Software-defined networking (SDN) is emerging as a means to address complexity and quality of data networks and will bring much-needed cohesion and automation, said KEMP Technologies’ Peter Melerud.
Melerud was in Dublin last week to address the Open Tech Ireland gathering on SDN technology, presented in co-operation with the Irish Software Association, Intune Networks, KEMP Technologies, and Sanctum Networks.
Melerud is co-founder and executive vice-president of product management at KEMP Technologies, and has more than 20 years of experience in designing, building and managing data centres for large corporations, financial institutions and small and medium-sized businesses.
His technology expertise covers data centre server and network communications infrastructure, enterprise business intelligence, data management, content security and compliance technologies.
The US company revealed in April that it is to create 50 new jobs in Limerick over the next three years, bringing its Irish workforce to 80 employees.
KEMP Technologies has seven offices worldwide, with Limerick heading up the EMEA region.
The company also intends to invest even more resources to accommodate its rapid expansion in Limerick’s National Technology Park.
KEMP Technologies develops load balancers that enable SMEs and global groups to optimise their e-commerce and online traffic capabilities, such as web, email, online banking, and cloud-based applications.
“Traditionally, load balancers primarily concerned themselves with the performance of applications and the servers that they are running on,” Melerud said.
“The underlining health of the network, what’s happening at Layer 2 or 3 is typically something the application delivery controller (ADC) does not concern themselves with.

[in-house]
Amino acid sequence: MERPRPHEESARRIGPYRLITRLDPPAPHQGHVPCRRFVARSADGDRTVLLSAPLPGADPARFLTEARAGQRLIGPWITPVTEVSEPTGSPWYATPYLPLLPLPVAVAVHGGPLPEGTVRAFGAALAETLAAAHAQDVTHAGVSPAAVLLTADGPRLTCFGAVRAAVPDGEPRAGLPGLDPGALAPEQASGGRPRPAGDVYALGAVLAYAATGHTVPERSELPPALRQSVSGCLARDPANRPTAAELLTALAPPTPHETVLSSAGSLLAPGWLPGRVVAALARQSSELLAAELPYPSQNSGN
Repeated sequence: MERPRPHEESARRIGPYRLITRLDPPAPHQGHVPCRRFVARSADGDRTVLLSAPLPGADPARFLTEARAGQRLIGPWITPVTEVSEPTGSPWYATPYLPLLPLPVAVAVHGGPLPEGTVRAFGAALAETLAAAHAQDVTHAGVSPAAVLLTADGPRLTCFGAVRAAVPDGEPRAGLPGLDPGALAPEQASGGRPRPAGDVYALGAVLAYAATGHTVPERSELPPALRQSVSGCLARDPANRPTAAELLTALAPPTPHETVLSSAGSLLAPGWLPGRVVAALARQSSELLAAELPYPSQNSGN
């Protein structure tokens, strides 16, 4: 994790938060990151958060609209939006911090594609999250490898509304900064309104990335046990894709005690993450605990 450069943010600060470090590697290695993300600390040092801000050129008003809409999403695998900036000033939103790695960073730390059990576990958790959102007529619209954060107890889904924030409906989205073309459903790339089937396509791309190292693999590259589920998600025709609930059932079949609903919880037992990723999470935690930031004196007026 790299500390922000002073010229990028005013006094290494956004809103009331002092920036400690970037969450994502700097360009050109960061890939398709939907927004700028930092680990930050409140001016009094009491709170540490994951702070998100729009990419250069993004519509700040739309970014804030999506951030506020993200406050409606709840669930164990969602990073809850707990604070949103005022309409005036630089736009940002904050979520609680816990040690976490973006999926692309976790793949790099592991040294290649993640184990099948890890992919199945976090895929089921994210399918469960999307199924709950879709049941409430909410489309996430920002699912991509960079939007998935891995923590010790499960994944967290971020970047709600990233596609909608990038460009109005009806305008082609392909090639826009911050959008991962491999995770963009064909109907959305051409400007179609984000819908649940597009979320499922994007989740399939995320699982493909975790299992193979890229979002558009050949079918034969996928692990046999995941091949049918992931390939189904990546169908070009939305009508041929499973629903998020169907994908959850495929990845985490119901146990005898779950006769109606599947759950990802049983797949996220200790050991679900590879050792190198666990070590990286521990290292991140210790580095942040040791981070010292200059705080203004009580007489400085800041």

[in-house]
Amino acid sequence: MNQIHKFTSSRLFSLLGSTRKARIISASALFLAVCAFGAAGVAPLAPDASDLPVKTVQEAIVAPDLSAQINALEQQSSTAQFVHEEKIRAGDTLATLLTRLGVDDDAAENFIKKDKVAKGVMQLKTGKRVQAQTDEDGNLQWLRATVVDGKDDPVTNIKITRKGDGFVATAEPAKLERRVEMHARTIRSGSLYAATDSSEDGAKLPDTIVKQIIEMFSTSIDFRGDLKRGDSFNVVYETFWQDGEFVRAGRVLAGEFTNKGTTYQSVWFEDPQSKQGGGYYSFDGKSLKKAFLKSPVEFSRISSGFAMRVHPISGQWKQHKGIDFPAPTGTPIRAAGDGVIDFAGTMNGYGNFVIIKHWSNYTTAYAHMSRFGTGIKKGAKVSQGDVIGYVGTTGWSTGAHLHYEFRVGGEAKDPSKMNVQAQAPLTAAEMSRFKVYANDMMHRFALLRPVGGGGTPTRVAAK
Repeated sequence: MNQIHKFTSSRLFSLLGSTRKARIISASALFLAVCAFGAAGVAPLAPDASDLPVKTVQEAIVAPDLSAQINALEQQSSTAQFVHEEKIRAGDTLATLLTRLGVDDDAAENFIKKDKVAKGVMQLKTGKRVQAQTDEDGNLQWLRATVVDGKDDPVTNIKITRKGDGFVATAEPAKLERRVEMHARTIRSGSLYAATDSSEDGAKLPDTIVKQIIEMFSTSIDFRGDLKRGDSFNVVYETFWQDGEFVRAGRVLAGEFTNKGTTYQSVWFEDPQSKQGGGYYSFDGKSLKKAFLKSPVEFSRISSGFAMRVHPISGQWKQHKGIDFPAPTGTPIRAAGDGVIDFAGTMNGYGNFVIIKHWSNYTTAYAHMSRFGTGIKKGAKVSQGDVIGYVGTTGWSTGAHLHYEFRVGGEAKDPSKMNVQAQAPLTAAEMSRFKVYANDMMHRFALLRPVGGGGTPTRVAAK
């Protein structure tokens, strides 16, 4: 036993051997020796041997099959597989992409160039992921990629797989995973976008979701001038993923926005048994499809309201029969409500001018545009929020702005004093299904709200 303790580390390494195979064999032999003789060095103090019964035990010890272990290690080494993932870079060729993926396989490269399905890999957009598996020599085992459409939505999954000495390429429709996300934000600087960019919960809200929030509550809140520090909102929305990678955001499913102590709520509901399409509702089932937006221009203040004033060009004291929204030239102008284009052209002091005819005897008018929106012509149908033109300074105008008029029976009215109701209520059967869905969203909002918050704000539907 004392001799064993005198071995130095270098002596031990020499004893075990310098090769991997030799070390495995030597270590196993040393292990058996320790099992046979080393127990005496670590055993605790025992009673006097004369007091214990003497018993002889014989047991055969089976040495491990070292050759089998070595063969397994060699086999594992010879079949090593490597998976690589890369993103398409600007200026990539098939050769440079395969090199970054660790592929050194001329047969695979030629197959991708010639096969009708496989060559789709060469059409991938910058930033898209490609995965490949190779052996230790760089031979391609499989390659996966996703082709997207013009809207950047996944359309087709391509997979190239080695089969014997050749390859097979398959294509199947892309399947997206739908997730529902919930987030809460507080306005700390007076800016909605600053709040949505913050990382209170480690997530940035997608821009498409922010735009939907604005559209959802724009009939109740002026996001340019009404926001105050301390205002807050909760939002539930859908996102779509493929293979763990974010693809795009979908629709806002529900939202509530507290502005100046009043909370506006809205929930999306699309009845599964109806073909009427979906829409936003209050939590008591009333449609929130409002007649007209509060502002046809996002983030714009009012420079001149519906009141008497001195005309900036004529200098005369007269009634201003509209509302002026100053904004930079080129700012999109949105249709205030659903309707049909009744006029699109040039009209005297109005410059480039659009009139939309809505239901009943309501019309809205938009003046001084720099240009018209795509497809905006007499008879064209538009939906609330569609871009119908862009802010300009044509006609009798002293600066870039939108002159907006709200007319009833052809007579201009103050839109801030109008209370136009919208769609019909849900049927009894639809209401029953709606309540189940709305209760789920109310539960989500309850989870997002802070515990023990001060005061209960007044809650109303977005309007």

“The SDN provides the opportunity to take the whole cohesive stack into account. So all the layers 2 through 7 can now actually be looked at to intelligently determine where to send the user looking for an application and to which server.
“It is looking at the network, it is looking at servers, it is looking at the quality of the various endpoints and making that cohesive decision.
“Without SDN that would not be possible,” Melerud said.
Light at the end of the tunnel
The data network represents the last bastion of computing technology to be virtualised and to make this happen, the creation of SDN standards for hardware manufacturers is crucial.
“It’s going slow but things are evolving and certainly part of what we are doing here in Dublin with the ONF (Open Networking Foundation) folks is make sure that those standards ultimately are applicable in a broad range of deployments.
“There’s a good light at the end of the tunnel there. It would mean that the simplicity of deploying the applications, all the underlining infrastructure and platforms would be automatically provisioned without a lot of work to be done on the data centre management’s part. That would be the ideal situation.”
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